The House That Beer Built

The "house" [as I always knew it] sat at the edge of a tiny mountain town called Dushore, in north-central Pennsylvania. As the story goes - my great grandfather owned a beer garden that local miners would visit to wash down the coal dust. Eventually the mines closed, but the miners still came for drinks. They'd tell my great-grandfather to "put it on my bill." The bills got too big, and so he told them "One dalla a day and onea meal. You helpa me build!" The new building went up in 1935 beside the building that housed the beer garden. The two structures were connected in 1937.

This is where my father was born and raised. It's where my grandmother lived to a ripe old age, and it's where the best parts of my childhood were spent - in the house that beer built.

It was huge - the photo doesn't do it justice. The second story of the main part of the building had full apartments. Four or five of them I believe. The third story was a big creepy attic inhabited by dead bugs. Those poor suckers would somehow get up there and find no way out... ick.

The ground floor was divided into all sorts of sections. On the far left was a huge dance hall that later served as home to "The Red Door Store." Next to that was a mammoth living room with bedrooms behind it. From there, things get nutty until you reach the original smaller structure on the right. This section housed many tenants through the years - including a beer distributor, a church, a health club, an arts & crafts store.

Next door to the house was a junk yard and a saw mill. There was also a time in the 70's when someone was living in a trailer parked in the back yard. Oh geez, this just gets better and better, doesn't it?

But for me, as a child, this was bliss.

For a variety of reasons, I never had the same address more than two years in a row. This - my grandmother's house - was the closest thing to a home I ever knew as a kid. My life was chaos, but the house was always there when I could get to town to visit for a weekend or an entire summer.

As the years passed, the house became mostly empty. My grandfather passed away in the 1970's. Residents of the apartments upstairs either died or moved away. The children [my father & his siblings] left and had families of their own. By the 80's, only my grandmother remained in that huge huge home. Walls would be built here and torn down there to make the space more suitable for one person. No longer need this extra bathroom? Panel along the wall, covering the door. It's soon forgotten. Many rooms disappeared that way.

Making the house even more bizarre was the fact that it was actually two buildings combined into one. This created rooms with walls at crazy angles and hallways that were narrow at one end and wide at the other.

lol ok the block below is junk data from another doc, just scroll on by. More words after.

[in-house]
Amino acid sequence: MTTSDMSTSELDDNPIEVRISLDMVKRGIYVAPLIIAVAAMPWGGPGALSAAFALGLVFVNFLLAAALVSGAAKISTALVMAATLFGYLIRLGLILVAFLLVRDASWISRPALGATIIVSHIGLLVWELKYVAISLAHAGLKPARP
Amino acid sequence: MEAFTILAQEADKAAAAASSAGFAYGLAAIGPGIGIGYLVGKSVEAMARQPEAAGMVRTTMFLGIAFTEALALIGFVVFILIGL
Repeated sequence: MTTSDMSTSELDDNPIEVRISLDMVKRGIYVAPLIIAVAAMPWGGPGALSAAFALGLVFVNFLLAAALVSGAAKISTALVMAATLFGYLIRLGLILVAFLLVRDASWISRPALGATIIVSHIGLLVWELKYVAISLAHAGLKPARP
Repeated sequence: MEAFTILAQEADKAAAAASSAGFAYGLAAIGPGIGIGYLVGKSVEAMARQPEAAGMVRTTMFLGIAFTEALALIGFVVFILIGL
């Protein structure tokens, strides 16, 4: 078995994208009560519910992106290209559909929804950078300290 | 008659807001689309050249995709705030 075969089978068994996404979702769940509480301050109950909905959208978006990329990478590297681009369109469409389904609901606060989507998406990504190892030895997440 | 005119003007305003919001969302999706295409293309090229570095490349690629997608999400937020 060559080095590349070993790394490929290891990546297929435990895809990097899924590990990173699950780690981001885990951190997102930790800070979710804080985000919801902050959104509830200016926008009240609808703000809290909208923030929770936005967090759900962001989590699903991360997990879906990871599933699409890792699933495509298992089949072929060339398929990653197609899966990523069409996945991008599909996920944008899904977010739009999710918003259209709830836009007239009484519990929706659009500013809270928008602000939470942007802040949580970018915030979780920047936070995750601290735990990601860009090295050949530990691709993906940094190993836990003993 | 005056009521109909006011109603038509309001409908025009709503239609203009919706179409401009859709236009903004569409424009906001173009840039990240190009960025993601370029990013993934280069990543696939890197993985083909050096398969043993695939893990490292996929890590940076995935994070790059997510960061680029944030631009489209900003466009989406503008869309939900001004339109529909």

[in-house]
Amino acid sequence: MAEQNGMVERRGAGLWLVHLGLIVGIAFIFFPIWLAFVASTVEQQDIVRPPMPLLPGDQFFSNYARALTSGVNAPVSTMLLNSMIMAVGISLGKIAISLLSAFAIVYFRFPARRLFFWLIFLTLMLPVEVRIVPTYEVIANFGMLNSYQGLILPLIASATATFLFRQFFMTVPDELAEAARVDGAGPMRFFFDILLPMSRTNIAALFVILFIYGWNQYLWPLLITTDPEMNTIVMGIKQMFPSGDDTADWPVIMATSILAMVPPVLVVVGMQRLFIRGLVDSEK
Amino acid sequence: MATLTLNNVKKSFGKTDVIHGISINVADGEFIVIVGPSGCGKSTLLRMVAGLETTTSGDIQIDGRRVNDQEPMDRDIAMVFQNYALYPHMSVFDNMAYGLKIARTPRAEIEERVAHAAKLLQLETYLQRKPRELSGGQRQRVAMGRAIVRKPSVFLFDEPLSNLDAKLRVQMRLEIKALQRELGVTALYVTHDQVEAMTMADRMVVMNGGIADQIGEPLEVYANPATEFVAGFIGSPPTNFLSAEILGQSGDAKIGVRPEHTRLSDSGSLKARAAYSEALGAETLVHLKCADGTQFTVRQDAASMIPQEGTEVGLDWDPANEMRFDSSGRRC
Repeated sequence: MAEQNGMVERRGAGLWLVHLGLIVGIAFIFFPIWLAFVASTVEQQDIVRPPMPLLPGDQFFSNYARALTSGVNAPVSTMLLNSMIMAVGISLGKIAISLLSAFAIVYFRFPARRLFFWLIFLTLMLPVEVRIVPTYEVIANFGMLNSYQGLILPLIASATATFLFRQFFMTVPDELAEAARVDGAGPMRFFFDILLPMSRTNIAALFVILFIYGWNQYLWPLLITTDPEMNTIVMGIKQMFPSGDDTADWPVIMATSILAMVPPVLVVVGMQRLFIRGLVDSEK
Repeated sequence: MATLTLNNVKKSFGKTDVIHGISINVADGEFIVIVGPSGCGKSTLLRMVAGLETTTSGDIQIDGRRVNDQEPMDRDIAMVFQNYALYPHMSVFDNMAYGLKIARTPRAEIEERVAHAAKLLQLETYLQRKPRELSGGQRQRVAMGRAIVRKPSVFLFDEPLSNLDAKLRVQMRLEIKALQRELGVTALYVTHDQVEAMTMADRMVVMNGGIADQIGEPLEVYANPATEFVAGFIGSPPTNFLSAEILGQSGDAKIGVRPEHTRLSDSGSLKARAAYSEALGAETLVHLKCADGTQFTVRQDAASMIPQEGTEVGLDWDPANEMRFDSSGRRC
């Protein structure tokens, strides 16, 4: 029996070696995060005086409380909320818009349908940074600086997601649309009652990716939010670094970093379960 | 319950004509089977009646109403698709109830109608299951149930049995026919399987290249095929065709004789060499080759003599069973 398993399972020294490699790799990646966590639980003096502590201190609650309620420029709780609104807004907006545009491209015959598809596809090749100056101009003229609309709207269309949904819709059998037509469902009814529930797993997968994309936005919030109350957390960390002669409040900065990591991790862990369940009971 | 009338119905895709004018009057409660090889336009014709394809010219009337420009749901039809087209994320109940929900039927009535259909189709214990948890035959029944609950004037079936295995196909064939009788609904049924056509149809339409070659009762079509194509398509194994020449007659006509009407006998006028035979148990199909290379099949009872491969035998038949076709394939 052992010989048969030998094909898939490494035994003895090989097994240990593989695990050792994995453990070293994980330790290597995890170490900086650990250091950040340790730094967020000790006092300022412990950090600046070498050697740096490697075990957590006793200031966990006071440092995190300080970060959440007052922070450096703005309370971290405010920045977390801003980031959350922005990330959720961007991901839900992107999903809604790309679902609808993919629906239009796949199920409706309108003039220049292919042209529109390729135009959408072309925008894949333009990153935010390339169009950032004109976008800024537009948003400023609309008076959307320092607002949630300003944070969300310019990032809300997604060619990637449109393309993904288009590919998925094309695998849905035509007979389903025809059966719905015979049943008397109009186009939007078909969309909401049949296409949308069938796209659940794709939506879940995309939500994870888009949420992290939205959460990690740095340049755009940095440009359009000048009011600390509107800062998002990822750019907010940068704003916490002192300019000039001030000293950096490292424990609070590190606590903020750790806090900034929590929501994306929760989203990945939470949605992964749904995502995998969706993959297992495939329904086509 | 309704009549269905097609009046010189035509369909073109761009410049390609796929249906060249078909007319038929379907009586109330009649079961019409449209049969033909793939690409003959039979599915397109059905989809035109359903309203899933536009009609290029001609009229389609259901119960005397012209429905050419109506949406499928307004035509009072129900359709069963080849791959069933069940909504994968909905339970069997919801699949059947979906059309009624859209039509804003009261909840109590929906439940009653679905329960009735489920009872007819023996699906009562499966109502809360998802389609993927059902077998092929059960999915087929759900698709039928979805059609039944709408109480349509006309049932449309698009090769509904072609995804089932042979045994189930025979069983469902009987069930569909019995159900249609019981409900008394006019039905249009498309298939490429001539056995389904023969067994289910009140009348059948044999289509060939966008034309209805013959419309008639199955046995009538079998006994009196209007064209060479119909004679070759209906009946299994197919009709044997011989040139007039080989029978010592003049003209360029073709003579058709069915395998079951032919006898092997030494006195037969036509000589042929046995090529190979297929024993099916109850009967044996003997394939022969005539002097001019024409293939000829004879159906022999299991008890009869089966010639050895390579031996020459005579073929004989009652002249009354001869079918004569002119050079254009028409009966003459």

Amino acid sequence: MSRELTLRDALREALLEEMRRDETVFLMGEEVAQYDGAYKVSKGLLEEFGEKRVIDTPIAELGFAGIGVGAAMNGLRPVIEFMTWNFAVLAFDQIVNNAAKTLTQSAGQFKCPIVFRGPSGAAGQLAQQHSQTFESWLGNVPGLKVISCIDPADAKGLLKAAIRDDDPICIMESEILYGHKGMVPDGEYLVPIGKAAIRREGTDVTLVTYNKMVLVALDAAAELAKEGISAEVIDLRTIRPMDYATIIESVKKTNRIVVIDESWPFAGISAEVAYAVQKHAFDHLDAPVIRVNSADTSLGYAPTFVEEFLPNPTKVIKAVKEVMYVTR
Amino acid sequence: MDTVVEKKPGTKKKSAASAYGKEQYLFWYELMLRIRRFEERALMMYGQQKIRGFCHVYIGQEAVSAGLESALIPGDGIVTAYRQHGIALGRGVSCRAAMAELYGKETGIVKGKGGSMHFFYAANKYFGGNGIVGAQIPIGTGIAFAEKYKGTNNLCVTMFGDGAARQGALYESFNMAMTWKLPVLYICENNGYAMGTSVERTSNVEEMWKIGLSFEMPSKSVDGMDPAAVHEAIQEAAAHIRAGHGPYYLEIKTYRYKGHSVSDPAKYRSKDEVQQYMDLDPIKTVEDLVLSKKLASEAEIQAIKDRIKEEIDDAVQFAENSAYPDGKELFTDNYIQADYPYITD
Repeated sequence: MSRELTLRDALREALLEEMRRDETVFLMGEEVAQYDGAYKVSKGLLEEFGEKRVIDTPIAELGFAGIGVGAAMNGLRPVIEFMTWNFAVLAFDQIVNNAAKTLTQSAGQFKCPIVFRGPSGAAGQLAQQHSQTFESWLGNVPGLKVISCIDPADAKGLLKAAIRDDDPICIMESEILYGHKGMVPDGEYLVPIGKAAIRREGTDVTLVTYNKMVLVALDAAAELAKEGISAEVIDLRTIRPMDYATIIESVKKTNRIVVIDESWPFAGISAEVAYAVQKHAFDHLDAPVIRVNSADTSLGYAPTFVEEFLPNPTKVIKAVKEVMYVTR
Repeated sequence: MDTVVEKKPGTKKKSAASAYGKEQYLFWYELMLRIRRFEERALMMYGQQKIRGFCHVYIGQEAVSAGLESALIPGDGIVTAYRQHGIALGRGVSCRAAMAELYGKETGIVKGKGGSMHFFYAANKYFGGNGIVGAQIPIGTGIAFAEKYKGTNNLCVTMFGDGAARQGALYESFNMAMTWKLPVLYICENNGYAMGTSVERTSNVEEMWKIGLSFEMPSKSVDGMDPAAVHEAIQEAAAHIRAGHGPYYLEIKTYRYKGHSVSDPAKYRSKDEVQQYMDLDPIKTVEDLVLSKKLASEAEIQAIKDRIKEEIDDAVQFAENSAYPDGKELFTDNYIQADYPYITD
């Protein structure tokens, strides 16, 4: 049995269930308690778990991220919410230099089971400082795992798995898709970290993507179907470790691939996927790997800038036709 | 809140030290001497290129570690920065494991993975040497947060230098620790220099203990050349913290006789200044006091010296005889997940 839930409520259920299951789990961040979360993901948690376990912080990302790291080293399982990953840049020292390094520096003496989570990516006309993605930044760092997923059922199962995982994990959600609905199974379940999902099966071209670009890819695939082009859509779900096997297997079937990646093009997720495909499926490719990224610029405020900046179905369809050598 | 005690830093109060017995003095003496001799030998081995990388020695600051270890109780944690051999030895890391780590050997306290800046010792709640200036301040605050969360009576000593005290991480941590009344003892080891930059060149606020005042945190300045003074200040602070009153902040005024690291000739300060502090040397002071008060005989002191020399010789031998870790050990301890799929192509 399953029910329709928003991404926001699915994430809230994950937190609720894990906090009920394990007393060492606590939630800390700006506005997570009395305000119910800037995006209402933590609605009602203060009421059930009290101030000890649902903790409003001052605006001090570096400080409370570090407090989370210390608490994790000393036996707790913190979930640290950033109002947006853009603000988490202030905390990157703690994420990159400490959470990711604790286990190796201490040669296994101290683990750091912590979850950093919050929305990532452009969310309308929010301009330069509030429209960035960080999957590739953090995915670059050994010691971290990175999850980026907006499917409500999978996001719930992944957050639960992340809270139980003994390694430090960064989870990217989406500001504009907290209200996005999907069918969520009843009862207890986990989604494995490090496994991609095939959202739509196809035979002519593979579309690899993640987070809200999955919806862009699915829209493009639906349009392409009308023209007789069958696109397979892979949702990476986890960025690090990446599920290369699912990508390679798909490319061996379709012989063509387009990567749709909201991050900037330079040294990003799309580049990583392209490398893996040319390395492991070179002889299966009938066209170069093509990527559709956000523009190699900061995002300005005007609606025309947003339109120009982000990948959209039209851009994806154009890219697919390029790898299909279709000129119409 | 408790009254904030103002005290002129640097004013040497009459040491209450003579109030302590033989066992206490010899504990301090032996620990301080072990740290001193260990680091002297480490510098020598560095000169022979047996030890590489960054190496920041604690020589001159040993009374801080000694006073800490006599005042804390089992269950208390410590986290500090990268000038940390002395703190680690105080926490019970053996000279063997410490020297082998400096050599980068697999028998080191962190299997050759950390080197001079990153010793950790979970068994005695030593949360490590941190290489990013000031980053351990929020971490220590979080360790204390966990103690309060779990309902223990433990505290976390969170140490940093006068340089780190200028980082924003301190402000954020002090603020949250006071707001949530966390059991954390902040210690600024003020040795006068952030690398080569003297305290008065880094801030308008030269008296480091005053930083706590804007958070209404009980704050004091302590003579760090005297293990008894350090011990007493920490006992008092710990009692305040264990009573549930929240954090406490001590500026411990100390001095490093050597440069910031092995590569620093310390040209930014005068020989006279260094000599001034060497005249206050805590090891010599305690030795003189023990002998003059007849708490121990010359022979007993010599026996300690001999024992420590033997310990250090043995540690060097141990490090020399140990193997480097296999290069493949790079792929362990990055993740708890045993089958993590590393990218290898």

Character was something this house had plenty of.

When the rest of the family would come to visit for holidays and such, we mostly stayed in the older part of the building [on the right]. Here too, things were odd. The upstairs - where the grandchildren stayed - was a huge space carpeted in throw rugs and divided by walls of cloth stapled to the ceiling. It's hilarious to think about it now, but as a child it was all I knew. Isn't every grandmother's home just like this?

My grandmother was the center of the family in the way that only a beloved grandparent can be. When she passed away in the early 90's, most of the real family traditions passed away with her, and the house fell further into disrepair as no one was living in it.

Yesterday, my uncle emailed to say that he'd turned the property over to someone else. Sadly, I have no doubts that it was time. His note was rather brief - I'm sure that's because he was sad to see our family history in Dushore come to an end.

There was a lot of love on that property. Yearly graduation celebrations out front, birthdays under the apple tree, summers on the swingset that stood out back. We'd head out for a day of picking cherries, strawberries or blueberries and return to take a swim in a nearby creek. This was the best of my childhood.

I wonder if the house still stands?

::::: | Tuesday, May 25 2004 at 12:31 PM
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Daniel said:

well...that house does still stand....i live in mildred which is right next to dushore....it may not be in as good as shape in the pic but its there....it is inhabited by a used furniture store and some local tennants(apartment renters)

::::: | June 30, 2005 8:33 AM

TheBob said:

The Red Door.. The furniture store is gone now, I believe, looks like they auctioned off the contents a couple weeks ago. There is some sort of art gallery on the end. Back in the 70's, there was a youth club in there. Mostly, the place is in sore need of either a fix up, or the fire department. The talk of the town is, the firemen have three big fears, when the fire whistle blows. It will either be the Hotel, Battin's Garage or The Red Door. Either one of those would be fit to take out the whole block.

::::: | November 17, 2007 1:59 PM

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